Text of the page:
In the upcoming two weeks, Iconic Photos would cover the NASA missions to the other space and the Moon as they appeared in leading picture magazines of the time: Life, Epoca, Paris-Match, Look, Sunday Times, etc.
These documents are not just historical records: they are tributes to the bravery and ingenuity of the astronauts and engineers who took humanity’s first steps into the vastness of space. They celebrate a time when space was a new and dangerous frontier, and each mission captured the world’s imagination.
Apollo 8 mission (December 21–27, 1968) was the first crewed spacecraft to leave low Earth orbit and the first human spaceflight to reach the Moon. The crew orbited the Moon ten times without landing, as the largest-ever television audience thus far looked on.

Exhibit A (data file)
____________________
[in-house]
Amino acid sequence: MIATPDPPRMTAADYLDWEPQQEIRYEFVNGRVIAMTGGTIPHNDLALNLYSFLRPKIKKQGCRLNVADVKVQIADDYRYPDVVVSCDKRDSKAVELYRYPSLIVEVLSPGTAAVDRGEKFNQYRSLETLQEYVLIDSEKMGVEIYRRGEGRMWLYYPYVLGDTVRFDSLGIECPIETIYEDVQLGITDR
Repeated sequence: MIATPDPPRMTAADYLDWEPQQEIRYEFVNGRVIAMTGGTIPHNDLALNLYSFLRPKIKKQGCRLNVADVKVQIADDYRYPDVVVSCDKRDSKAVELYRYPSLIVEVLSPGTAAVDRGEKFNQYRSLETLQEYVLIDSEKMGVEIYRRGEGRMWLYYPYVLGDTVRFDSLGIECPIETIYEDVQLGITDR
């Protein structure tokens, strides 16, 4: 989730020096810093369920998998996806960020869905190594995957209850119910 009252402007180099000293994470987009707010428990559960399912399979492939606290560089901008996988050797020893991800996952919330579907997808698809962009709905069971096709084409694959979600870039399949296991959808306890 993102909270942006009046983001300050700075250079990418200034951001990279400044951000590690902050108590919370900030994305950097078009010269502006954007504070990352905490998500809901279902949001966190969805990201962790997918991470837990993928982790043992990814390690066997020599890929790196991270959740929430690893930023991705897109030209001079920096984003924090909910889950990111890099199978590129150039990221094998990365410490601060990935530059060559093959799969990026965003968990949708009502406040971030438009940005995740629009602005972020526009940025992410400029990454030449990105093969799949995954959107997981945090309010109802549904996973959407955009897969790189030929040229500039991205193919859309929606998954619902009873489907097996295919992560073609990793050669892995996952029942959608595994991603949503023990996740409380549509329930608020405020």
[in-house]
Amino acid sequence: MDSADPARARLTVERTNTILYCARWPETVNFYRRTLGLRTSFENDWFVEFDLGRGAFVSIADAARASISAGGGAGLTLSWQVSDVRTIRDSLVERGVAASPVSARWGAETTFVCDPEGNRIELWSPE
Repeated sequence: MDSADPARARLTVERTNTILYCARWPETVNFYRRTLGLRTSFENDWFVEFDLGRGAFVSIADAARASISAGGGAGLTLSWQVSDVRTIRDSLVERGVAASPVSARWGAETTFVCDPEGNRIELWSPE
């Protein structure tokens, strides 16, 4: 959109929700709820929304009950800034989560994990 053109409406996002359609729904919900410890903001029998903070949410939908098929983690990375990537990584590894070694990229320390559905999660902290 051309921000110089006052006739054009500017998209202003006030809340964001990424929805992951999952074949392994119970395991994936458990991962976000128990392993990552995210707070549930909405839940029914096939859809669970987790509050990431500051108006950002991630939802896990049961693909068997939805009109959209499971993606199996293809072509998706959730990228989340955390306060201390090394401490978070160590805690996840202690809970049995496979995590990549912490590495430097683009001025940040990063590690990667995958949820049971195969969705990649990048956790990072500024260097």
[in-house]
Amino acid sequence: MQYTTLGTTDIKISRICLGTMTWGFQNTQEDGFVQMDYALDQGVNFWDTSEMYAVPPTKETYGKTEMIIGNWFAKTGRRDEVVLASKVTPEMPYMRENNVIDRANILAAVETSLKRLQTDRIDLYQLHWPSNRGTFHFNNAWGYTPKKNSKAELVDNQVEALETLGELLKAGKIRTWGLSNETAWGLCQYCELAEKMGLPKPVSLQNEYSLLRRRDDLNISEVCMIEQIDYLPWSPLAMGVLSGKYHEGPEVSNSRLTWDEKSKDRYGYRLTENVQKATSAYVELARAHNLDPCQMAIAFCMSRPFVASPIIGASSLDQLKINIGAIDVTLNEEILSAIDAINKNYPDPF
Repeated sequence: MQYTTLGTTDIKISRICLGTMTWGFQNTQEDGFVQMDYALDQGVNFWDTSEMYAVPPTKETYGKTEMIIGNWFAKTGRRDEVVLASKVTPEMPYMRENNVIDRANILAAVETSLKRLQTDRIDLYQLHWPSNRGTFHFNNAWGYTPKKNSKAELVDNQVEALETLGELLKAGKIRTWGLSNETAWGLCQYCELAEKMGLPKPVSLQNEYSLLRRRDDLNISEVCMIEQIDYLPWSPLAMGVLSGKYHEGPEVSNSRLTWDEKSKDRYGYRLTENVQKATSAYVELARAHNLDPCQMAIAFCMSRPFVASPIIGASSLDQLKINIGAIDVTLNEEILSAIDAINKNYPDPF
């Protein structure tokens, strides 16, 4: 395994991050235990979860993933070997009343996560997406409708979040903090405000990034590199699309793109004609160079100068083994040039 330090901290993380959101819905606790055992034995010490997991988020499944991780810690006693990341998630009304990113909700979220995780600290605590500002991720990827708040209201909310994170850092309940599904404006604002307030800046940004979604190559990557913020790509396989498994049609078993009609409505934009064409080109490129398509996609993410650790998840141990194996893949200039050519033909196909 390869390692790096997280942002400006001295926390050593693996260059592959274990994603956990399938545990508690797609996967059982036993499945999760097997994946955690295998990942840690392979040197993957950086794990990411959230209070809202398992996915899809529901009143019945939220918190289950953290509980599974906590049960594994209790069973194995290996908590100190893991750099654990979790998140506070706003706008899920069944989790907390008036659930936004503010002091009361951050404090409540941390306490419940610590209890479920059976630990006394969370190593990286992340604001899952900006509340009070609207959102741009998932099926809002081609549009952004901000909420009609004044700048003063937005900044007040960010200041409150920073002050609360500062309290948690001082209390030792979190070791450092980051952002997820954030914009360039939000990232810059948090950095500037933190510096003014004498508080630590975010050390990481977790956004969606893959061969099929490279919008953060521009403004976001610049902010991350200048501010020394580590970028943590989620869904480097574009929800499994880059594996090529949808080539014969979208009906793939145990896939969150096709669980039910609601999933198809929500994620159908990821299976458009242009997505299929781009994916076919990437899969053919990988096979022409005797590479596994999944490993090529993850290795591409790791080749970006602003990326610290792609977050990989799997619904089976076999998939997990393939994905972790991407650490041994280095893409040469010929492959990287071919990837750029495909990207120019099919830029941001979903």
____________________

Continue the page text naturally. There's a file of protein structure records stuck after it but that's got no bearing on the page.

Due to its publication schedules, the articles in National Geographic were published several months after the missions they covered, and thus lack the immediacy of other magazine. National Geographic knew for instance that Apollo 8 mission would not appear in the magazine for months. So it took a different approach, using photos from the Lunar Orbiter program from previous year to create a giant map of the Moon.
The Lunar Orbiters were five uncrewed missions launched between 1966 and 1967, to help select Apollo landing sites by mapping the Moon’s surface; 99.6 percent of the lunar surface was mapped from photographs taken with a resolution of 60 meters (200 ft) or better.
The “Map of the Moon,” published in the February 1969 issue (above), was the first map to show the entire lunar surface — including the far side of the moon — on a single sheet of paper. It was one of the best lunar maps and measured 28″ × 42.″ It was designed by National Geographic staff cartographers, Richard Furno and David Cook. The photo of the team designing the map also appeared in the magazine.